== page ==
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article imageNewly released personal letters show the softer side of Darwin

By Jeff Campagna     Mar 28, 2013 in Science
Over 1400 previously unread personal letters by the famous naturalist have been published by Cambridge University's Darwin Correspondence Project.
In 1872, thirteen years after the publication of his scientific giant On The Origin of Species, Charles Darwin released The Expression of the Emotions in Man and Animals, a text concerning genetically determined aspects of behaviour, expression and emotion.
"Even cows, when they frisk about from pleasure, throw up their tails in a ridiculous fashion," Darwin wrote in the book. It's no surprise then, that a naturalist so gripped by the presence of fear, anger, disdain and pleasure in animals had, even if to only his closest friends, an emotive side.
In 1876, Darwin's daughter-in-law Amy died during childbirth. "Poor Amy had severe convulsions due to wrong action of the kidneys; after the convulsions she sunk into a stupor from which she never rallied," he wrote in a letter about the incident to Joseph Hooker, a botanist and longtime friend of Darwin, "It is an inexpressible comfort that she never suffered and never knew she was leaving her beloved husband for ever. It has been a most bitter blow to us all."
Later in the letter, Darwin goes to tell Hooker about his concern for his son Francis, who was Amy's widower, "I never saw anyone suffer so much as poor Frank. He has gone to north Wales to bury the body in a little church-yard amongst the mountains… I am glad to hear that he is determined to exert himself and work in every way. How far he will be able to keep to this wise resolve I know not."
Darwin and Hooker had a strong 40-year friendship that began when the two met as young botanists. While they only met in person occasionally, the bulk of their bonding was conducted via post. "It's a wonderful set of documents not only about Victorian science but about the social bonds that could be forged in correspondence, and the emotional bonds that could flow between two men," says Paul White, editor and research associate at the Darwin Correspondence Project.
The collection contains a very significant letter where Darwin writes to Hooker about his evolutionary theories that were still, at that time, in their infancy. "At last gleams of light have come, and I am almost convinced (quite contrary to opinion I started with) that species are not (it is like confessing a murder) immutable," writes Darwin.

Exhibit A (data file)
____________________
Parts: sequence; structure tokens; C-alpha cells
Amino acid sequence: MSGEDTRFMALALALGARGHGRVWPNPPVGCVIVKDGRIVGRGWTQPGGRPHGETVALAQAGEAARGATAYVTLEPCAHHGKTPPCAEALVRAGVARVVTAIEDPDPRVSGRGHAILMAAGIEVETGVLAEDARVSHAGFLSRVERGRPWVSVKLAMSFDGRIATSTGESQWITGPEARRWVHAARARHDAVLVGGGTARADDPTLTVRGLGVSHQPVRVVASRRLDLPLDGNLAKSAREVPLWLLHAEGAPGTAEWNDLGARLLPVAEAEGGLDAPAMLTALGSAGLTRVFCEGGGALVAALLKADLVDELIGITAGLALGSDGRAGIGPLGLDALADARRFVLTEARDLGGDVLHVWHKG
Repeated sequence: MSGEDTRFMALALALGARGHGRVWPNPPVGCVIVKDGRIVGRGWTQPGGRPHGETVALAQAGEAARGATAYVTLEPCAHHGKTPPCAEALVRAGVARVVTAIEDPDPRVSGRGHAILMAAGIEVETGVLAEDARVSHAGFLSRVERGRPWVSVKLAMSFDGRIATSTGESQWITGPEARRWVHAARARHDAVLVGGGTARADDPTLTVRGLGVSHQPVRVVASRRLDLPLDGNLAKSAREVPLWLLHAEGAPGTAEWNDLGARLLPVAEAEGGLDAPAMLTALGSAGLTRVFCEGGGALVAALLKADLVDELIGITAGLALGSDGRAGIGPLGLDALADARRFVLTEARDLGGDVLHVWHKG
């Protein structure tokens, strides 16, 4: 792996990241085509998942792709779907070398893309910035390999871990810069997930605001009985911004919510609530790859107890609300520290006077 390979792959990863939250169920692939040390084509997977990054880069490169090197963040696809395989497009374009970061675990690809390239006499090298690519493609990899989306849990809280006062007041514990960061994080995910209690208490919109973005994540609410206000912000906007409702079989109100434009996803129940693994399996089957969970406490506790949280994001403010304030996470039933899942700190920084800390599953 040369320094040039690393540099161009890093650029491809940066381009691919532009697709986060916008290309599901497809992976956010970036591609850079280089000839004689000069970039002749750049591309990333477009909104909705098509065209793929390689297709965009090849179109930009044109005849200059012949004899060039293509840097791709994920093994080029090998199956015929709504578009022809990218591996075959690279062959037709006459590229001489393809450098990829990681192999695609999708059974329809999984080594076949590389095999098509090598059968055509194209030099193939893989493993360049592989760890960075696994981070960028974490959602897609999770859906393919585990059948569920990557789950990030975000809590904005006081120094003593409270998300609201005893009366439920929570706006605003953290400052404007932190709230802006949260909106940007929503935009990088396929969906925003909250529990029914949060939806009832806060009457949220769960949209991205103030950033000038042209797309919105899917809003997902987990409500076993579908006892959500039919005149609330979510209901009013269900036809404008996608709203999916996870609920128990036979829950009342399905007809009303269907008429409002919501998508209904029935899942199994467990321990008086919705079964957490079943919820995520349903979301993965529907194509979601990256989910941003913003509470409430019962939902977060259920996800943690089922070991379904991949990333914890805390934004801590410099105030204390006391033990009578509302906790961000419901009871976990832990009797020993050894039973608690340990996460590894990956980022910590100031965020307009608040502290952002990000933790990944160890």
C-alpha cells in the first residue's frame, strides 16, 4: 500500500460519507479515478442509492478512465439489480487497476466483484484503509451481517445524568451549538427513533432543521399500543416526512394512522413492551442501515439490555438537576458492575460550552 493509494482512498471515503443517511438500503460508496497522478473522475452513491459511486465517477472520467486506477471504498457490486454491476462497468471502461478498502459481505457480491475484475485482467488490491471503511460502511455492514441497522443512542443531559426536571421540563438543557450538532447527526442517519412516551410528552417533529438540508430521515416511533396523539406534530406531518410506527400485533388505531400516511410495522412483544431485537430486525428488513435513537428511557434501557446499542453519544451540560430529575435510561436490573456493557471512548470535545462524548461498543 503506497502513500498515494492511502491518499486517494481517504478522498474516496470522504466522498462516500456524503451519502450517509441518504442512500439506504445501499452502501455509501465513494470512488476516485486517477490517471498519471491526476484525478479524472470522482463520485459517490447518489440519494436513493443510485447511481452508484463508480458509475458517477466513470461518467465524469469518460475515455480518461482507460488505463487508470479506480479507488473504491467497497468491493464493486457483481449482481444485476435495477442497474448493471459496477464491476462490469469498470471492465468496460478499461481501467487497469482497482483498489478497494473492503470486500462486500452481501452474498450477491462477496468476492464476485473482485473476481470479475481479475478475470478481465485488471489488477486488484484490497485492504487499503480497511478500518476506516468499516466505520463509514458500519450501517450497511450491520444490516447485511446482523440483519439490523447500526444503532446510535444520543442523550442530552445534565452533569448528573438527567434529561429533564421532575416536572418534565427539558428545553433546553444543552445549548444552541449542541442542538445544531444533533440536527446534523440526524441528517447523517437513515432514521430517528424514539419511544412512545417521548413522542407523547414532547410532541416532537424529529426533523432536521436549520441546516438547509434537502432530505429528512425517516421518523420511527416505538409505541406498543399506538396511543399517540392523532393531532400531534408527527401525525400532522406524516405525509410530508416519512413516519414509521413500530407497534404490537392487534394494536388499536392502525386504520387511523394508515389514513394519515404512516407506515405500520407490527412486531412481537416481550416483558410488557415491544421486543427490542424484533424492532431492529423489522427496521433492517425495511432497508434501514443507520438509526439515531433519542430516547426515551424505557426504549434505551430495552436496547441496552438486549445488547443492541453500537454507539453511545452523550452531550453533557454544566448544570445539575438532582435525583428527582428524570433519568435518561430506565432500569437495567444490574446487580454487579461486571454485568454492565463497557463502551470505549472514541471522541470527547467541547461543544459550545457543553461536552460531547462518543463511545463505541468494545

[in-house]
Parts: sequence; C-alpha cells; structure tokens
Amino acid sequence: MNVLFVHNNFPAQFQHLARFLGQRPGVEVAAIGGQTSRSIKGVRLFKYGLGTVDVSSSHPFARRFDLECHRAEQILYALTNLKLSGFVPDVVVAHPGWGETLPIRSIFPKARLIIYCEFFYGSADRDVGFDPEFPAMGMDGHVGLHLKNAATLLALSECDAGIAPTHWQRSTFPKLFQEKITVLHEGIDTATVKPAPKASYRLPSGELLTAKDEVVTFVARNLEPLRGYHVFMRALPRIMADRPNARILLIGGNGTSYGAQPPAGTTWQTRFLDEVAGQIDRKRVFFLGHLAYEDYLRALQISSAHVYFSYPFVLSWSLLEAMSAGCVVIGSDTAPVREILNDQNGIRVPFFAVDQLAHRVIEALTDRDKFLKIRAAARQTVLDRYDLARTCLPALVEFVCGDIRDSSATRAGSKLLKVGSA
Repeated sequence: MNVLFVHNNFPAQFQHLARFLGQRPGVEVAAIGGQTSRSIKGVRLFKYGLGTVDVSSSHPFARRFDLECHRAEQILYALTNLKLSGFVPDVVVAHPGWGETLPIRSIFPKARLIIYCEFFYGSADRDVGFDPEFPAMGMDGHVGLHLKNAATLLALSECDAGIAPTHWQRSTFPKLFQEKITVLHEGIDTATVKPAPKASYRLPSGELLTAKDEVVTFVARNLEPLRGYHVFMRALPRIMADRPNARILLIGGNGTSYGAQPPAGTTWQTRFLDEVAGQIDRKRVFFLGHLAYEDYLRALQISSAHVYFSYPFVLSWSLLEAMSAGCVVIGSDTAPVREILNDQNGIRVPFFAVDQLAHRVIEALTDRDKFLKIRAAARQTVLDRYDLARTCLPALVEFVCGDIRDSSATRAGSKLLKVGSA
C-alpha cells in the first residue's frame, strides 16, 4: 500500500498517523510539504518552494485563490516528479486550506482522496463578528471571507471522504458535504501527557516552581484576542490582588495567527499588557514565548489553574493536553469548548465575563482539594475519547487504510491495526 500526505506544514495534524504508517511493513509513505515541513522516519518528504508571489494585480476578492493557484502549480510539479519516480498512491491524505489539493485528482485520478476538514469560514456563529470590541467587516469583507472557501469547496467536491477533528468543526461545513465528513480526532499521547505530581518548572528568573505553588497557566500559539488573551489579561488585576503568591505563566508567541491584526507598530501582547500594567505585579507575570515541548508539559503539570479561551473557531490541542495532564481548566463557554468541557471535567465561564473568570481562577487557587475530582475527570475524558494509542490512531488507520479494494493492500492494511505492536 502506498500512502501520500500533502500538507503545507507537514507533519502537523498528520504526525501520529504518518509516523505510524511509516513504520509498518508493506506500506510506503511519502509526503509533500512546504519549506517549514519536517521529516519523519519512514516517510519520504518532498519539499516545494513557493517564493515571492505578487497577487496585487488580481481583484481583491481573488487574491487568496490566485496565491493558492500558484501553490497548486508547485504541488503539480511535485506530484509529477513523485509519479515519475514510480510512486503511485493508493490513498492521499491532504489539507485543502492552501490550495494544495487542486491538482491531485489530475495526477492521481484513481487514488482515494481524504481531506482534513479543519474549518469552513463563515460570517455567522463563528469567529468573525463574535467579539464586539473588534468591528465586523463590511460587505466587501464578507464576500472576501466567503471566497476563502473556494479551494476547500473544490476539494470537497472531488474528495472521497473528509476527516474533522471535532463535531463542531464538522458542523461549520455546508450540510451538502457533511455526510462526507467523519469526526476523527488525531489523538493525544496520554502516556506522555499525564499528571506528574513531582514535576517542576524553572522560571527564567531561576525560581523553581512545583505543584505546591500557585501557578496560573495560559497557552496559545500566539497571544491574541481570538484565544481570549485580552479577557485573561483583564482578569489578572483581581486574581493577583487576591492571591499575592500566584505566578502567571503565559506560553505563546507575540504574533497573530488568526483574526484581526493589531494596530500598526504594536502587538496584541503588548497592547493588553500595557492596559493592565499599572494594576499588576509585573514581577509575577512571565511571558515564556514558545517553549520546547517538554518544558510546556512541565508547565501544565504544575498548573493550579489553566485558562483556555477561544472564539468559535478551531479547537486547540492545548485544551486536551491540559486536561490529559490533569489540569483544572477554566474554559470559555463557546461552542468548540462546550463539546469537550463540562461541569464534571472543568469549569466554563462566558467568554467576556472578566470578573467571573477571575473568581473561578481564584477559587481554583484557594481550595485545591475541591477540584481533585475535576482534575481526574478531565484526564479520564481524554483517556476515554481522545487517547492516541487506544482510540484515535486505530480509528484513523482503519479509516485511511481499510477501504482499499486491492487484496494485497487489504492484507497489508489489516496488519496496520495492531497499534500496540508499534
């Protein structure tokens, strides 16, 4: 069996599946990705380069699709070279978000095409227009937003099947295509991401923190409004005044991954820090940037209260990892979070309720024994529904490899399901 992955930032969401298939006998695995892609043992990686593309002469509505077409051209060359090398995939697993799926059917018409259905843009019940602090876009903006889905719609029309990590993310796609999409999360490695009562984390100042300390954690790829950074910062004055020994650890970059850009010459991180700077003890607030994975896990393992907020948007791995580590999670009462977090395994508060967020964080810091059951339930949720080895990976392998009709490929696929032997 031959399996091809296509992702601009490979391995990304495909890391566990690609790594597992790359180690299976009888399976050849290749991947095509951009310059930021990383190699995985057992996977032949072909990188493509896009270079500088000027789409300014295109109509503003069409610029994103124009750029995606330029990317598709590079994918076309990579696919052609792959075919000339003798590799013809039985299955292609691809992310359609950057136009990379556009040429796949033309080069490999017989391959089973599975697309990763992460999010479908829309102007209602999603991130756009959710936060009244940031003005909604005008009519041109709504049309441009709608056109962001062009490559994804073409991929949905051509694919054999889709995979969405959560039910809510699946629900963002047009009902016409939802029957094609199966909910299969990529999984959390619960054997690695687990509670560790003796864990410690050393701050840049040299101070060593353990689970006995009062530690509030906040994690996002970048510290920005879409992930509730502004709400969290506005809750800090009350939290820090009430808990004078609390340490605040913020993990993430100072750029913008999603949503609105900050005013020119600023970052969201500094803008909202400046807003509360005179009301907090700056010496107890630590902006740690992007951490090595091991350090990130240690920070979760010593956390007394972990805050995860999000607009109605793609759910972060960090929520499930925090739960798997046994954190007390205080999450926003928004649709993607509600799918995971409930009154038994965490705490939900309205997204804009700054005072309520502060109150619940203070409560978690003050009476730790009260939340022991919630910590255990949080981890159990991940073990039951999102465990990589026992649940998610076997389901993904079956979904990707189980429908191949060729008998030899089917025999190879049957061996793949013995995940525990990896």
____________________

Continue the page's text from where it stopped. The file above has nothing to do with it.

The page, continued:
According to The Shorpshire Star, a spokesman for Cambridge Digital Library said, “No single set of letters was more important to Darwin, or is more important now, than those exchanged with his closest friend, the botanist Joseph Dalton Hooker. At around 10 percent of Darwin’s surviving correspondence, the letters published here provide a structure within which all the other letters can be explored. They are a connecting thread that spans forty years of Darwin’s mature working life from 1843 until his death in 1882."
The spokesman went on to say, “They bring into sharp focus every aspect of Darwin’s scientific work throughout that period, and illuminate the mutual friendships he and Hooker shared with other scientists, but they also provide a window of unparalleled intimacy into the personal lives of the two men.”
Charles Darwin, the father of evolutionary thought, before whom creationism went relatively uncontested and science mingled with super-naturalism within the minds of intellectuals around the globe. Charles Darwin, a noted behaviourist, botanist, naturalist, psychologist, ecologist and wildly prolific author — the architect of what is possibly the most influential scientific revolution in history was, at the end of the day, a softie. Cool.
More about Charles Darwin, Letters, Science, Evolution